In 2015, Zillow’s CEO, Spencer Rascoff, and Chief Economist, Stan Humphries, found that homes within a quarter of a mile to Starbucks appreciated more quickly than homes nationwide during a 15 year period. Today, Rascoff and Humphries are looking at the possible effects that living near a Whole Foods or Trader Joe’s may have on median home values. Just like it was and still is an advantage to be a “Starbucks house”, is it an advantage to be a “Whole Foods house” or a “Trader Joe’s house”?
Right off the top, take a look at Detroit as a starter. Whole Foods decided to open in downtown Detroit in 2013. (No grocery chain had opened in downtown Detroit in a decade.) Median home sales went from $19,000. in 2009 to $80,000. in 2015, according to the Detroit Free Press!
Now, take a look at the gaps in median values with home proximity to Trader Joe’s and to Whole Foods as compared to the average U.S. median home worth of $176,800 in December 2014. From 1997 to 2014, the average U.S. median home appreciation was 71%. Homes within 1.5 miles of Trader Joe’s, according to Zestimate data, had a median worth of $406,600. and an appreciation rate of 148% between 1997 – 2014. Homes within 1.5 miles of Whole Foods had a median worth of $376,200. and an appreciation rate of 140% between 1997 – 2014.
Is it Trader Joe’s or Whole Foods making the difference in those appreciation rates? It’s hard to say but RealtyTrac came up with similar data in 2016. Its data showed Whole Foods homes appreciated in median worth at the rate of 34% over the national average and that Trader Joe’s homes appreciated in median worth at the rate of 40% over the national average.
Obviously, retailers such as Trader Joe’s and Whole Foods consider many factors when deciding upon potential locations, factors such as the right sized space, how much it costs to rent/buy in that location, the abundance of existing clientele, the potential to reach a wider customer base, demographic information and the success of sales by geography, etc. Ideally, retailers favor locations that are in the process of undergoing widespread changes so that the locations can be considered to be investments in future customers down the road.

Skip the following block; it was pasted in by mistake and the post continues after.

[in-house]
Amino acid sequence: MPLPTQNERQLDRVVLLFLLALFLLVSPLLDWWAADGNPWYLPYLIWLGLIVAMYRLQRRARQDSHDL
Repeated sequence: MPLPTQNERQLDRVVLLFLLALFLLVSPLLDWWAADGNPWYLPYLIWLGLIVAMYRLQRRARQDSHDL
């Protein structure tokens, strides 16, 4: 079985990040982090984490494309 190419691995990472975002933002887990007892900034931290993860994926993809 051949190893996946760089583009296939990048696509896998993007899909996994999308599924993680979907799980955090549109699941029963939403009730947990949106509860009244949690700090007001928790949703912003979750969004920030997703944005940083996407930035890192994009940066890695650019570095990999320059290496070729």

Detroit, our starter example, was experiencing a perfect storm scenario of widespread changes when Whole Foods was considering a move into its downtown. Foreign investors were pouring into the area; corporations were being lured back into the downtown center; price advantages were almost too good to ignore. When Whole Foods decided to make its move, Whole Foods became another asset to the neighborhood, another reason to set down roots in downtown Detroit.
Just as good schools, commute times, comparable sales prices, proximity to “necessary” community amenities are definitely part of the home buying decision making process, according to Greg Hague, CEO of Real Estate Mavericks in Scottsdale, AZ. “…people look for a home by community. And people begin making their home buying decisions based upon (what’s in those) communities and neighborhoods before they pick their real estate agent.” “If you remove those businesses (like Trader Joe’s and Whole Foods), those communities are not as desirable,” says Ronald McInerney, owner of Domus Appraisals in Yonkers, NY.
So yes, it’s good to be a Whole Foods, Trader Joe’s and/or Starbucks house. Just ask Seattle, Chicago, Boston, Philadelphia…and most certainly, Detroit.